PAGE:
Peconic Estuary Program seeks public input on management plan

File photo: Peconic Bay near Pine Neck Road in Southold. (Credit: Barbaraellen Koch)

The Peconic Estuary Program is seeking the public’s input on its Comprehensive Conservation Management Plan, which hasn’t seen updates since it was approved in 2001.

The CCMP is the blueprint for how the program focuses its resources to protect and restore the estuary, which stretches east from the headwaters of the Peconic River and includes several bays, ending at Block Island Sound. 

The Peconic Estuary Program was formed in 1992 when the federal Environmental Protection Agency added the local water system to the National Estuary Program. 

Much has changed since the CCMP was approved 17 years ago, notes PEP interim director Sarah Schaefer. 

“There have been significant accomplishments, but issues have emerged and science has advanced,” Ms. Schaefer said. “This major CCMP revision will not only guide the program in the long term, but will articulate the regional consensus about the most important environmental challenges facing the Peconic Estuary and the priority actions needed to address those challenges.”

The original CCMP recommended 85 action plans to improve the estuary, addressing issues such as brown tide, nutrients, habitat and living resources, pathogens, toxic pollutants and critical-lands protection. 

Most of the environmental issues in the original plan remain concerns, Ms. Schaefer said. While progress has been made to reduce nitrogen pollution and promote habitat restoration and protection, additional focus is needed to adequately address those issues, she said.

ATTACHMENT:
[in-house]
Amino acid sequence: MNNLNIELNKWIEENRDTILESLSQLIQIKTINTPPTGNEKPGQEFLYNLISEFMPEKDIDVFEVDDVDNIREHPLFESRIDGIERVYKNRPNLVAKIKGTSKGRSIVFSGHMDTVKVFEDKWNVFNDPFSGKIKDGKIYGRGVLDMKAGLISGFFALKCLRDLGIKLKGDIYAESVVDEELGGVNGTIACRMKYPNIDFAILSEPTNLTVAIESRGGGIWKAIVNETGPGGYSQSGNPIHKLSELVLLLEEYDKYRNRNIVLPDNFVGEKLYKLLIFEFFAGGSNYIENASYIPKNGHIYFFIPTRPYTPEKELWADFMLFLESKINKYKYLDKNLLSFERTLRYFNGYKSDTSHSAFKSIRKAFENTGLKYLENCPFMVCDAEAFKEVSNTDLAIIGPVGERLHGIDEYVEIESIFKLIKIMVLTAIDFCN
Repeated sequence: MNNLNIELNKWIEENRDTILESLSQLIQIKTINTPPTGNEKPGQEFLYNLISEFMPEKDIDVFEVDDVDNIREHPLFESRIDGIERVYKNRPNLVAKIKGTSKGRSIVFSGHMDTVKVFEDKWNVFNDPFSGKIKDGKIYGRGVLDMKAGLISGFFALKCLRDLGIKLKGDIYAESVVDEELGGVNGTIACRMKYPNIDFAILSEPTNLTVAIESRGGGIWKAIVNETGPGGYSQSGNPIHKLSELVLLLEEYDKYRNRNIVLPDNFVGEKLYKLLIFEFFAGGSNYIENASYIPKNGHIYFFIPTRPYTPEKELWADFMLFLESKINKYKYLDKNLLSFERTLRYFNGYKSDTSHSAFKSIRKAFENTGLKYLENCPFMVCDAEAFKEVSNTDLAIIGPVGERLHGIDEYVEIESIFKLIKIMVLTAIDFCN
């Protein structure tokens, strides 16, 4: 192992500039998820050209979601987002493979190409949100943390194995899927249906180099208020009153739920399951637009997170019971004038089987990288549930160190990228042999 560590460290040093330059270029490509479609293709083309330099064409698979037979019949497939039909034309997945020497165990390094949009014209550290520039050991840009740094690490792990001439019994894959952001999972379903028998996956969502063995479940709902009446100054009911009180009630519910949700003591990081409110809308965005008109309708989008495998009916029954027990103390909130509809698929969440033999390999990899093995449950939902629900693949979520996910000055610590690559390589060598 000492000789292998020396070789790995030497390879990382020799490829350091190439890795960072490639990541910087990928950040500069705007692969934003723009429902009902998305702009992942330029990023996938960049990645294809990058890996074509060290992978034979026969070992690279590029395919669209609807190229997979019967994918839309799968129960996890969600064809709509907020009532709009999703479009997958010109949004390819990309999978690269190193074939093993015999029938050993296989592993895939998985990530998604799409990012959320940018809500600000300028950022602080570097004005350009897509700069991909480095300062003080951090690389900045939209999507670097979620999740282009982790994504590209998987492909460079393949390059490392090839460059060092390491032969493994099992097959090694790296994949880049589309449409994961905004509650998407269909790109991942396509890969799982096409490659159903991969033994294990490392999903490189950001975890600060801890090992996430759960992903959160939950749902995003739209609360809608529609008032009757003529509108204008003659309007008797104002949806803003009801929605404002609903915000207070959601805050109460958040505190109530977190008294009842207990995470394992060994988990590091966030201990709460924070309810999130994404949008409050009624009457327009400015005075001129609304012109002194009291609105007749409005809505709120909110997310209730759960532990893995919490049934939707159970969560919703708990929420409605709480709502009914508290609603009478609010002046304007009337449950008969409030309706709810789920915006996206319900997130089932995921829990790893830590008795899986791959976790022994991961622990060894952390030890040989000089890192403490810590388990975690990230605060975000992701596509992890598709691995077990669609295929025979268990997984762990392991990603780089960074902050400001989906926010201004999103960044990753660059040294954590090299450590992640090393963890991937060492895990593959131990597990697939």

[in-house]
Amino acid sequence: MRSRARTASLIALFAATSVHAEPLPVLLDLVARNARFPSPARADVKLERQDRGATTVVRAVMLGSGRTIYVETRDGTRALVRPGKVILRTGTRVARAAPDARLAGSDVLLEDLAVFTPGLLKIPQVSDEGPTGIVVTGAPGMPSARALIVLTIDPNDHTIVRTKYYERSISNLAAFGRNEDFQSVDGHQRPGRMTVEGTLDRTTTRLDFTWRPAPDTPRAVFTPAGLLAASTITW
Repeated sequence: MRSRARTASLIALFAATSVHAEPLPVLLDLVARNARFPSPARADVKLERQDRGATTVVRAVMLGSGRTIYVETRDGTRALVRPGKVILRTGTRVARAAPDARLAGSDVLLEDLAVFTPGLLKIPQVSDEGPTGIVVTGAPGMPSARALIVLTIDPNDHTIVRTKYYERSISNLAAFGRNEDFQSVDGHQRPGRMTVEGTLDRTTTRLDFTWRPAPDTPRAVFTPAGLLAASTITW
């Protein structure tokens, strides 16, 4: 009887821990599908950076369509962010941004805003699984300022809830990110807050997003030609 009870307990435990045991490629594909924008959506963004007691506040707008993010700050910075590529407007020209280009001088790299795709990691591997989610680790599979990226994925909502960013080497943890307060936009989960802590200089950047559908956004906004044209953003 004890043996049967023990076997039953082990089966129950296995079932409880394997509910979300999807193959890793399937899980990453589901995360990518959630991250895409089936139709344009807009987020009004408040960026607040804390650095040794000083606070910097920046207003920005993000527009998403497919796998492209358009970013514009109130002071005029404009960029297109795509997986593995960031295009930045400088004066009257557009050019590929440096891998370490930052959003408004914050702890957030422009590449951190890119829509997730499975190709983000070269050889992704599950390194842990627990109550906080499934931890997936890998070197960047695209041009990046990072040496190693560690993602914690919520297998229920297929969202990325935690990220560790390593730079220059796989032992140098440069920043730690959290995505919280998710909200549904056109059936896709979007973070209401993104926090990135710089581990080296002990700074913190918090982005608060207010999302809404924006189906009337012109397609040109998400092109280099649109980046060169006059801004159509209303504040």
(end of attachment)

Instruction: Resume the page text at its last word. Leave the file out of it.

In the 1980s and 1990s, brown tide was a major concern for the protection of the Peconic Estuary. Today, there are new harmful algal blooms, including red tide, rust tide and mahogany tide, that were not discussed in the original management plan, Ms. Schaefer said. 

Additionally, she said, climate change and its impact on the Peconic Estuary though sea level rise, rising water temperatures, changes in precipitation patterns and ocean acidification are not addressed in the 2001 plan. 

“Such impacts to the estuary must be considered as part of all management activities undertaken in the Peconic Estuary to ensure that projects are developed to withstand in the face of a changing climate,” Ms. Schaefer said. 

PEP will incorporate the public’s input in the new CCMP through an online survey, along with that of stakeholders such as business owners, local organizations, experts and government officials, she said.  In addition to the survey, PEP will host public meetings throughout the watershed in the following months, Ms. Schaefer said. 

Revision of the CCMP will occur over a couple of years, she said, as input is gathered and a draft is developed and reviewed. 

The CCMP public survey can be found online at peconicestuary.org.

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